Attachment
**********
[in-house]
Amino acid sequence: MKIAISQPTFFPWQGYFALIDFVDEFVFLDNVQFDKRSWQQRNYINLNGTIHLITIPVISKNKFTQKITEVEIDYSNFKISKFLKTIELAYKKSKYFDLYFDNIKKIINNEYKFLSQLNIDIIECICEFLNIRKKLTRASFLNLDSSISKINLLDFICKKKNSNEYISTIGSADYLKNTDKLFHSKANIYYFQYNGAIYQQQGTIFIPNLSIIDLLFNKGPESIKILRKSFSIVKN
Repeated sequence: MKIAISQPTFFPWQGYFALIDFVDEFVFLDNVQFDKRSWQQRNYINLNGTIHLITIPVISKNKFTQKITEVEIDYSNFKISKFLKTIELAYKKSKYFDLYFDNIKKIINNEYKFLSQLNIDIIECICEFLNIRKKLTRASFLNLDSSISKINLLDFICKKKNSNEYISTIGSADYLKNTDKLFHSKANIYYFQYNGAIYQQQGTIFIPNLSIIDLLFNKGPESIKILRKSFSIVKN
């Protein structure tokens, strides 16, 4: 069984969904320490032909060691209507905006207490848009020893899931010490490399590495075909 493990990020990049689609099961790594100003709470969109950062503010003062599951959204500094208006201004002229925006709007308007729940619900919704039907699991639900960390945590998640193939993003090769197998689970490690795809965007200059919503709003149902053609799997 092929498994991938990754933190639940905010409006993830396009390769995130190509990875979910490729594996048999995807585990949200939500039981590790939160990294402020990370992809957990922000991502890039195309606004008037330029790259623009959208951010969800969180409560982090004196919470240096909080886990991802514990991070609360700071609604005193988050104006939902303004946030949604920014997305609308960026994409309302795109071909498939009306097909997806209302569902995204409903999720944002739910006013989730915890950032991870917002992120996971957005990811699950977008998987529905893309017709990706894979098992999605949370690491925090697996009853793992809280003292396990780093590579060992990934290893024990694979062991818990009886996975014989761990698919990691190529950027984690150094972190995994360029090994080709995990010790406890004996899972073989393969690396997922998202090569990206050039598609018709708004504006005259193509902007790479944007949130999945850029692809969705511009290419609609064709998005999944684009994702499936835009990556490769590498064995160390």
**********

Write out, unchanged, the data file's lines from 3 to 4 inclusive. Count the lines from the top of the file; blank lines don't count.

Repeated sequence: MKIAISQPTFFPWQGYFALIDFVDEFVFLDNVQFDKRSWQQRNYINLNGTIHLITIPVISKNKFTQKITEVEIDYSNFKISKFLKTIELAYKKSKYFDLYFDNIKKIINNEYKFLSQLNIDIIECICEFLNIRKKLTRASFLNLDSSISKINLLDFICKKKNSNEYISTIGSADYLKNTDKLFHSKANIYYFQYNGAIYQQQGTIFIPNLSIIDLLFNKGPESIKILRKSFSIVKN
């Protein structure tokens, strides 16, 4: 069984969904320490032909060691209507905006207490848009020893899931010490490399590495075909 493990990020990049689609099961790594100003709470969109950062503010003062599951959204500094208006201004002229925006709007308007729940619900919704039907699991639900960390945590998640193939993003090769197998689970490690795809965007200059919503709003149902053609799997 092929498994991938990754933190639940905010409006993830396009390769995130190509990875979910490729594996048999995807585990949200939500039981590790939160990294402020990370992809957990922000991502890039195309606004008037330029790259623009959208951010969800969180409560982090004196919470240096909080886990991802514990991070609360700071609604005193988050104006939902303004946030949604920014997305609308960026994409309302795109071909498939009306097909997806209302569902995204409903999720944002739910006013989730915890950032991870917002992120996971957005990811699950977008998987529905893309017709990706894979098992999605949370690491925090697996009853793992809280003292396990780093590579060992990934290893024990694979062991818990009886996975014989761990698919990691190529950027984690150094972190995994360029090994080709995990010790406890004996899972073989393969690396997922998202090569990206050039598609018709708004504006005259193509902007790479944007949130999945850029692809969705511009290419609609064709998005999944684009994702499936835009990556490769590498064995160390």